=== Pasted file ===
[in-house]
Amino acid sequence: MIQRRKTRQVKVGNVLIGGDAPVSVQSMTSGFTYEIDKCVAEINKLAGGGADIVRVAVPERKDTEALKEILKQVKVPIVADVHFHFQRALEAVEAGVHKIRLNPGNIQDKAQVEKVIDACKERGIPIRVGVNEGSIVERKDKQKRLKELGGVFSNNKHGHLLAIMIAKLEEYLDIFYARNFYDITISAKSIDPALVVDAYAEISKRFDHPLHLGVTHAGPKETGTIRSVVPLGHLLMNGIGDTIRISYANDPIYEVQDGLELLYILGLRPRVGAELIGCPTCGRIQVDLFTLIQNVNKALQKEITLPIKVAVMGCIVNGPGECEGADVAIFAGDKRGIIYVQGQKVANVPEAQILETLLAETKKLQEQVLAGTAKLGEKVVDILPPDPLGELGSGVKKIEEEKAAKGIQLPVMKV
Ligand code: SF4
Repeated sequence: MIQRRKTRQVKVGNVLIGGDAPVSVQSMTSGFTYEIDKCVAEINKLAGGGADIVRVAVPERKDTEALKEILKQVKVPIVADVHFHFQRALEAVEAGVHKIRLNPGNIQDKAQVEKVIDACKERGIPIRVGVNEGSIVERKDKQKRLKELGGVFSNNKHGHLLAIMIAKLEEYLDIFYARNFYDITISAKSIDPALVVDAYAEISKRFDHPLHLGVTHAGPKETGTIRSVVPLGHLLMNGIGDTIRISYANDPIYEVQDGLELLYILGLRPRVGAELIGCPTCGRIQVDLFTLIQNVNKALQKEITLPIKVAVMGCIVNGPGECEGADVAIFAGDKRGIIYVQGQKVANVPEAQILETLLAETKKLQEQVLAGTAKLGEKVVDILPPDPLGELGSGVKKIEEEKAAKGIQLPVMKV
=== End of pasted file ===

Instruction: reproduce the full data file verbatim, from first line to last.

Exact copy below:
[in-house]
Amino acid sequence: MIQRRKTRQVKVGNVLIGGDAPVSVQSMTSGFTYEIDKCVAEINKLAGGGADIVRVAVPERKDTEALKEILKQVKVPIVADVHFHFQRALEAVEAGVHKIRLNPGNIQDKAQVEKVIDACKERGIPIRVGVNEGSIVERKDKQKRLKELGGVFSNNKHGHLLAIMIAKLEEYLDIFYARNFYDITISAKSIDPALVVDAYAEISKRFDHPLHLGVTHAGPKETGTIRSVVPLGHLLMNGIGDTIRISYANDPIYEVQDGLELLYILGLRPRVGAELIGCPTCGRIQVDLFTLIQNVNKALQKEITLPIKVAVMGCIVNGPGECEGADVAIFAGDKRGIIYVQGQKVANVPEAQILETLLAETKKLQEQVLAGTAKLGEKVVDILPPDPLGELGSGVKKIEEEKAAKGIQLPVMKV
Ligand code: SF4
Repeated sequence: MIQRRKTRQVKVGNVLIGGDAPVSVQSMTSGFTYEIDKCVAEINKLAGGGADIVRVAVPERKDTEALKEILKQVKVPIVADVHFHFQRALEAVEAGVHKIRLNPGNIQDKAQVEKVIDACKERGIPIRVGVNEGSIVERKDKQKRLKELGGVFSNNKHGHLLAIMIAKLEEYLDIFYARNFYDITISAKSIDPALVVDAYAEISKRFDHPLHLGVTHAGPKETGTIRSVVPLGHLLMNGIGDTIRISYANDPIYEVQDGLELLYILGLRPRVGAELIGCPTCGRIQVDLFTLIQNVNKALQKEITLPIKVAVMGCIVNGPGECEGADVAIFAGDKRGIIYVQGQKVANVPEAQILETLLAETKKLQEQVLAGTAKLGEKVVDILPPDPLGELGSGVKKIEEEKAAKGIQLPVMKV